A: Sustainability to me encompasses transparency, responsibility, and the awareness to provide our customers value without compromising the future of our next generation. One of our core missions from the beginning is sustainability that stems from recycling, and using recycled precious metals, as well as working with suppliers with standards that ensure gemstones were obtained without harming the environment, people and their communities. We use eco-conscious alternatives to the packaging of our jewelry, as well as taking the initiative to decrease our carbon footprint by making our signature collection handmade-to-order or in very small batches. The choices we make contribute to the bigger picture as everything is intimately connected. It is not about perfection; it is about progress. The more people participate, the greater the impact.


Q: What made you want to start a sustainable practice

 A: My road to sustainability started in 2011, before jewelry, when I began to understand the implications of my daily habits; including learning from life experiences of living with those whose habits compromised the livelihood of those within the household. Cultivating an eco-conscious lifestyle not only contributes to the bigger picture, but it can also be a spiritual practice of cleansing and detoxification for a more balanced, happier, and healthier life. Therefore, when I founded TIN HAUS in 2016, it was only natural to establish a brand that reflected those values, and with a mission people can be proud of and stand by.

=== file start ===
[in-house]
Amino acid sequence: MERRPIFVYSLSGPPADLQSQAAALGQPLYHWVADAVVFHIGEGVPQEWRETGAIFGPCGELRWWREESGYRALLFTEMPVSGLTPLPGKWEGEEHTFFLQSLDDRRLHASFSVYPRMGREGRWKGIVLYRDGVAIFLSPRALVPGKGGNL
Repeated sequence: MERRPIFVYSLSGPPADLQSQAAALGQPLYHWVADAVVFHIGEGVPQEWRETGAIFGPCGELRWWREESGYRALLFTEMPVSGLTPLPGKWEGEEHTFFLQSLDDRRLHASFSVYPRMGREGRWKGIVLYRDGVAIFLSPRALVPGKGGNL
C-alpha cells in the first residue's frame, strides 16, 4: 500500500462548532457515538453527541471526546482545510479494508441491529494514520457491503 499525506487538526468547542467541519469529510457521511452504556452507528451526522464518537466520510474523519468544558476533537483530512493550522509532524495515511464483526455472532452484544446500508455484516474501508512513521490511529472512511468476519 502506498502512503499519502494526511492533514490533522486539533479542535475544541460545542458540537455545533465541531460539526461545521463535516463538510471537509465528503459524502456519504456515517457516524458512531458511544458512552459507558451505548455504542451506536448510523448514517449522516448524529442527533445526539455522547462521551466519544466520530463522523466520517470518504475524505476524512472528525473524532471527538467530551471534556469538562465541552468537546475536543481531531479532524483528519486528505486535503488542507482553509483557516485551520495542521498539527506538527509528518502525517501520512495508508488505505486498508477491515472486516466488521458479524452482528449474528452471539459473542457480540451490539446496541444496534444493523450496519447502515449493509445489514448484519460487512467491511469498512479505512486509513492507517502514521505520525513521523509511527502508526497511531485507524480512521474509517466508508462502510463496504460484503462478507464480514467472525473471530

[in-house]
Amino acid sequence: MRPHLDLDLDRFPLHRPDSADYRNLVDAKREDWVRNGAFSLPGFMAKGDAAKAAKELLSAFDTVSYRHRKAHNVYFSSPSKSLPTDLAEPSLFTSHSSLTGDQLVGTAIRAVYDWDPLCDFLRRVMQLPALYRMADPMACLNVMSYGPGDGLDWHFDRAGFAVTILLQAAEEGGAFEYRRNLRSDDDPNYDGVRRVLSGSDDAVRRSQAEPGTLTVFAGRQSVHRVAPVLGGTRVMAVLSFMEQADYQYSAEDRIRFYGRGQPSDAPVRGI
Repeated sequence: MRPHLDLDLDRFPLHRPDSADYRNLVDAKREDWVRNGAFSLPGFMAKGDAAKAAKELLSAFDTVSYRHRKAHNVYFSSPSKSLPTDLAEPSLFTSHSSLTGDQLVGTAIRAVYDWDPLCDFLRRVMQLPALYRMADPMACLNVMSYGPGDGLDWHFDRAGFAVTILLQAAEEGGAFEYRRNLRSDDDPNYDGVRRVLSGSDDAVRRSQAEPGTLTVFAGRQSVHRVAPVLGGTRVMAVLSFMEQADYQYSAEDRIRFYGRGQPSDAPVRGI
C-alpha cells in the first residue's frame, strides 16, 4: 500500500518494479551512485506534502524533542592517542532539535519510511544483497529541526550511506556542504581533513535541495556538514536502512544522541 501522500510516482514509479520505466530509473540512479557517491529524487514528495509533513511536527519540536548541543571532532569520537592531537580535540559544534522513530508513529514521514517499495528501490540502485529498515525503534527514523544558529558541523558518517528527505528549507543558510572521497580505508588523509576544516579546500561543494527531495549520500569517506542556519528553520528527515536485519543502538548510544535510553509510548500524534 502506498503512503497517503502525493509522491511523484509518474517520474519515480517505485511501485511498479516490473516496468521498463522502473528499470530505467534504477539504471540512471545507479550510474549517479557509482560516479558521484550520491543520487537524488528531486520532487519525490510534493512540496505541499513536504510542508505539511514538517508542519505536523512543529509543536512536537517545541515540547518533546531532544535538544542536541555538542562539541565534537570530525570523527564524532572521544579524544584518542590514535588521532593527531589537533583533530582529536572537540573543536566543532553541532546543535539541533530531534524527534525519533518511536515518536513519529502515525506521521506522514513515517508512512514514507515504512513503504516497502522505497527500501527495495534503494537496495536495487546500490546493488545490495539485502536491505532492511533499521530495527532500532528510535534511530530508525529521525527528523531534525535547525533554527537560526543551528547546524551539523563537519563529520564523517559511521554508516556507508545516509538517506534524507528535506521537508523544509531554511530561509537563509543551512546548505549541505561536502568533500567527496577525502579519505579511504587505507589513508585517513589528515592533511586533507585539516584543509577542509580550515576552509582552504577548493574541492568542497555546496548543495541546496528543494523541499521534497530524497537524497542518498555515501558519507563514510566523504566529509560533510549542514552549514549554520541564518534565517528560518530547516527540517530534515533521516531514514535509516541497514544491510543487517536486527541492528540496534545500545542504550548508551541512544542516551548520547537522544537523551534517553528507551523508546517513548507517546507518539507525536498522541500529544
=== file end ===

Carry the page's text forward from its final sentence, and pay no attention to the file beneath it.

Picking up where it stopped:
Q: How can the everyday person incorporate sustainable practices into their everyday life without getting overwhelmed or breaking the bank? 

A: On the contrary, incorporating sustainable practices into people’s daily lives can help them save money by taking the steps to live more sustainably – from recycling and reducing energy consumption, to maintaining a predominantly vegetarian lifestyle. People can also reduce their carbon footprint by carpooling more and using public transportation.

As it relates to fashion, people can opt for second-hand or support small businesses with quality, fairtrade, and sustainability as their ethos. Ultimately, one would want to own pieces of jewelry or clothing that will last, thereby reducing over-consumption on a macro-level.


Q: What is a piece of advice that you want to give people that want to start living sustainably but are intimidated or think it’s too complicated?

 A: I have a spiritual approach to sustainability. My advice to people who want to start living more sustainably is to take baby steps. It is not hard, but it is a mindset and lifestyle change. By nurturing a sustainable spirit – becoming more connected to oneself, to others, to animals, and to our environment – as a global community we can shift the momentum towards a more balanced and healthier future. Change starts within, so let your intuition be your guide to what is right and wrong.


Christina Grace 
 Los Angeles, CA 

Exhibiting in 'Built to Last'